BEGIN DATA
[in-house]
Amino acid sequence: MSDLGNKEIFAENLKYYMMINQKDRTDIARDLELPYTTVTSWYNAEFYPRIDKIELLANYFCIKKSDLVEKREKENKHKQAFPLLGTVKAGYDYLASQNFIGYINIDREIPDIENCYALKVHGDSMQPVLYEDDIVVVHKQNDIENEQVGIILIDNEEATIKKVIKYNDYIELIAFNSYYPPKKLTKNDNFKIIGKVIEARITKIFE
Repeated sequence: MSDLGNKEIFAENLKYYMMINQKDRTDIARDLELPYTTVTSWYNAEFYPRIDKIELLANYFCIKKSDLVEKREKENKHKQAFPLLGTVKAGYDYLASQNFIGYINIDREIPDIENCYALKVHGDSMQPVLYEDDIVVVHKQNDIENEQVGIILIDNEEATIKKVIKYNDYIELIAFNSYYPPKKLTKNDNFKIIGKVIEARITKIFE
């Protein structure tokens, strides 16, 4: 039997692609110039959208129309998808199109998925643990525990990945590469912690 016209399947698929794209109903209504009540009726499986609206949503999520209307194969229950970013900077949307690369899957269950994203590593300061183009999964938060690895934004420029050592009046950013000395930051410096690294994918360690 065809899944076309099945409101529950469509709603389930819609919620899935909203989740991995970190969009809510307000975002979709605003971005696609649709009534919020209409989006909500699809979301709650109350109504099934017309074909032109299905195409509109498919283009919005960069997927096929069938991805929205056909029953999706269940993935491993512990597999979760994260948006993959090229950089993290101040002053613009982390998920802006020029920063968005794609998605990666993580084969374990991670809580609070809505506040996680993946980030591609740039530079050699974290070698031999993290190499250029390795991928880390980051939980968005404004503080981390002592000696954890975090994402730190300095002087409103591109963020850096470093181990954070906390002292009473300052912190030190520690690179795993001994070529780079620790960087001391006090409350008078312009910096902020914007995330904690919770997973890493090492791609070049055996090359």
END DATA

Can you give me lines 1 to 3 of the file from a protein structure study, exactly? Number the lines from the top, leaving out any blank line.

[in-house]
Amino acid sequence: MSDLGNKEIFAENLKYYMMINQKDRTDIARDLELPYTTVTSWYNAEFYPRIDKIELLANYFCIKKSDLVEKREKENKHKQAFPLLGTVKAGYDYLASQNFIGYINIDREIPDIENCYALKVHGDSMQPVLYEDDIVVVHKQNDIENEQVGIILIDNEEATIKKVIKYNDYIELIAFNSYYPPKKLTKNDNFKIIGKVIEARITKIFE
Repeated sequence: MSDLGNKEIFAENLKYYMMINQKDRTDIARDLELPYTTVTSWYNAEFYPRIDKIELLANYFCIKKSDLVEKREKENKHKQAFPLLGTVKAGYDYLASQNFIGYINIDREIPDIENCYALKVHGDSMQPVLYEDDIVVVHKQNDIENEQVGIILIDNEEATIKKVIKYNDYIELIAFNSYYPPKKLTKNDNFKIIGKVIEARITKIFE